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Question about Power versus Fuel Input

07-14-2010, 10:38 AM
I have an observation and then a question.

I have a long two mile hill I drive up in my '93 Geo Metro (The Phoenix).

I go it in 4th gear and maintain 55 mph - that is about all the old girl can do !

The gas pedal is on the floor, but I notice that if I let up on the pedal maybe 1/4 to 1/2 inch,
the speed doesn't go down.
Thus, more accelerator doesn't give more speed.

When you drove an older car with a carburetor, when you press down on the accelerator,
more gasoline is dumped into the engine.

Now my question is - with the Metro, the Computer and the Throttle Body/Injector, when
the engine is doing all it can, does the computer stop adding MORE gasoline regardless
of the position of the accelerator ?

An older, carbureted vehicle would have just dumped more gasoline and made it rich.

Is my Metro's computer smart enough to keep the fuel at an optimum for the power needed,
or does it add more fuel as I depress the pedal ?

Is my question clear ?


PS - Is the Chevy AVEO worth squat ? Came out in 2004 - I'm slow on the uptake....
Is it the new Geo Metro ?

Metro Mighty Mouse
07-15-2010, 05:14 AM
To answer your 2nd question, the Aveo is actually a Daewoo from when Chevy and Suzuki purchased the company. Don't know that I would trust one. The true replacement is the Suzuki Aerio. The styling is very odd inside and out and the front bumper hangs too low (I've made $100 repairing 2 bumpers that were trashed at the bottom and pulling off their mounts) but it is a Suzuki from Japan and shares the heritage of our vehicles.

07-15-2010, 10:57 PM
When did the Suzuki Aerio come out ? Probably 4 cylinder full of environmentally loaded crap.

Is the engine truly a Suzuki engine - not some Chinese crap copy ?

My '93 GEO METRO "Phoenix" is still going strong - but getting long in the tooth, as it were.
It is now 17 years old - wow!

I love the little bastard !

But one day, I may have to get a replacement.

You never know when some Butt-Brain will crash into you somewhere...

All the rubber goes to Hell on old cars.

No rust yet that I know of - oil leaks make a mess underneath, but in the end
I think small oil leaks keep the rust away !


07-16-2010, 12:10 AM
The previous owner of my 1st metro had problems making it up long hills. Best he could do would be about 50 MPH. Other than that, the car ran perfect. The dealer replaced the fuel pump for him and he said it was like going into hyperdrive. The car flew up the hills.

Just a thought.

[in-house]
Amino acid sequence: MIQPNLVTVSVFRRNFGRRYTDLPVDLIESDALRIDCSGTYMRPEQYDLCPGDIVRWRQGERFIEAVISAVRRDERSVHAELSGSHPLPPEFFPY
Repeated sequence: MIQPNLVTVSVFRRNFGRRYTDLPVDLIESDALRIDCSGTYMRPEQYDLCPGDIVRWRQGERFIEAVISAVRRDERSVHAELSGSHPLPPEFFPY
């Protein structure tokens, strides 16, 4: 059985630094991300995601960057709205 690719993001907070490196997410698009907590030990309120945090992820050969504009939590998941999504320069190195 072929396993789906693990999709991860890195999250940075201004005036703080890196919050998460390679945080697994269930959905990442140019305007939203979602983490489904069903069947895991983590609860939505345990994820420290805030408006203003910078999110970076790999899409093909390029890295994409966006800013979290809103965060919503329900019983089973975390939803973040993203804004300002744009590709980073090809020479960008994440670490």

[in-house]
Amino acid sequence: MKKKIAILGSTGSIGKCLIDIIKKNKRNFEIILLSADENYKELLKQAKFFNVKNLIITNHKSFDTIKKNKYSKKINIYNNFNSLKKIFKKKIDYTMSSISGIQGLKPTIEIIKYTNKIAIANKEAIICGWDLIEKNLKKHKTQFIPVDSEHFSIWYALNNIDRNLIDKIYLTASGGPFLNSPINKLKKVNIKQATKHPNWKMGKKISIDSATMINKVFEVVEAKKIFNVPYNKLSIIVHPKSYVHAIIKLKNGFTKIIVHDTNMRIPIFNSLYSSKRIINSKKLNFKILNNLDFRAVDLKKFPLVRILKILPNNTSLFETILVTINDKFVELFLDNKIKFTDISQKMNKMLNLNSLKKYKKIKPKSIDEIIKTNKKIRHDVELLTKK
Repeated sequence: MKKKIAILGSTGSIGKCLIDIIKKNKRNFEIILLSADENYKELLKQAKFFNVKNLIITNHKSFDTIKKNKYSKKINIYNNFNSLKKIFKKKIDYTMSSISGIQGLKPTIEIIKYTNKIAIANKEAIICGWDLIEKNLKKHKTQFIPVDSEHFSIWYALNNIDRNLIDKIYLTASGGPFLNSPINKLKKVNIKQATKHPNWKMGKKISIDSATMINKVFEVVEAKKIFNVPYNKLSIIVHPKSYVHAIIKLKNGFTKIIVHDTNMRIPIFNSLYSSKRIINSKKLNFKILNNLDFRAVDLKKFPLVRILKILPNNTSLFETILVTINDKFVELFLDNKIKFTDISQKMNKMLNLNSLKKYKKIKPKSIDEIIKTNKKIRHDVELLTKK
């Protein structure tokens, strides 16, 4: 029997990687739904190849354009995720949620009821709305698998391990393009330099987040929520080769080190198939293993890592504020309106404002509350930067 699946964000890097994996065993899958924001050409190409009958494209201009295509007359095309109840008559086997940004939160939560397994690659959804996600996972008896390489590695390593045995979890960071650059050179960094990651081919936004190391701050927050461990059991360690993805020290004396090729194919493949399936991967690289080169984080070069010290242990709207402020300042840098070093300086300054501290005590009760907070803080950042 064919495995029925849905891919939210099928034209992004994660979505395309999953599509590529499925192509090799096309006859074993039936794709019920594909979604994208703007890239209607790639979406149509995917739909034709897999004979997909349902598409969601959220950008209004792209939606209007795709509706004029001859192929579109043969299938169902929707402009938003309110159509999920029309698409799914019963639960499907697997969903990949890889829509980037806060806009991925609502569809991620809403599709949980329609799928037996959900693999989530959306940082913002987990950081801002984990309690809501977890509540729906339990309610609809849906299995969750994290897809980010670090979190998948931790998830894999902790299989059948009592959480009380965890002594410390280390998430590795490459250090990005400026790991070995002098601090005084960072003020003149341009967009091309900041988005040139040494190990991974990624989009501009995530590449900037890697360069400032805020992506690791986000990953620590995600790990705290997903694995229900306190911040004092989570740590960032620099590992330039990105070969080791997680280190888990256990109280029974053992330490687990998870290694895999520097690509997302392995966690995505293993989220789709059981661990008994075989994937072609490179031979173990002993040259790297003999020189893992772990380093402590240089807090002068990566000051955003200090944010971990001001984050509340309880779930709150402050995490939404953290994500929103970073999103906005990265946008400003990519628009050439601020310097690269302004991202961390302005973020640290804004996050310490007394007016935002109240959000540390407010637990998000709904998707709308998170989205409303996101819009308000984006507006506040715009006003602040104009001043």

07-16-2010, 02:36 AM
I've always had to plan my hill approaches with my 3 banger. Even when it had only 100k kms on the odometer, I had to shift down to 4th or even 3rd. I do like the idea that a new fuel pump would put some umph in my upswing. I don't know the answer to Bill's question, but I have noticed that if you can avoid letting the pedal hit the floor, you'll usually be going faster when you make it to the top of the hill.


Metro Mighty Mouse
07-16-2010, 04:49 AM
Here is the information from Wikipedia on the Aerio

"Models in North America got a larger and more powerful 2.0 L engine with 145 hp (108 kW). A 5-speed manual transmission was standard with a 4-speed automatic optional. All-wheel-drive was available, but only with the automatic. American Aerios came in two trim levels: the S and GS (2002-2004), S and LX (2005), and Base and Premium (2006-2007). Key changes over the years included an upgrade to a new 2.3-liter 155 hp (116 kW; 157 PS) engine in 2004, a major styling and interior refresh in 2005 (replacing the digital instruments with conventional analog ones), and the standardization of antilock brakes in 2006. Only the Aerio sedan remained for 2007, as the hatchback had been shelved to make room for the new 2007 SX4 hatchback. Likewise, the Aerio sedan bowed out at year's end, making way for the 2008 SX4 Sport sedan. Throughout its run, the Aerio was distinct for being the most affordable car in America to offer all-wheel-drive."

The Aerio was wholly manufactured in Japan.

07-16-2010, 05:27 AM
I own an Aerio and absolutely love it, but it is in no way a replacement for a Metro. It is much bigger, much heavier and more luxurious than a Swift/Metro. The best mileage I've ever gotten from it was 33mpg.

Aerio was sold from 2002 - 2007 and has now been replaced with the SX-4. It starts out at $14,000, has three times the power of a Metro, and is EPA rated at 23/33.

The closest thing Suzuki has to the Metro is the Splash, and that's not coming here for the foreseeable future, not as long as gas is under $6. Rumour is that the new Swift is coming here in 2011, but nothing official from Suzuki yet.

Metro Mighty Mouse
07-17-2010, 07:38 PM
On your power issue, one thought is if your throttle is out of adjustment, then wide open throttle may be pulling your butterfly past the full open position to past and closing the air stream off causing a power drop.

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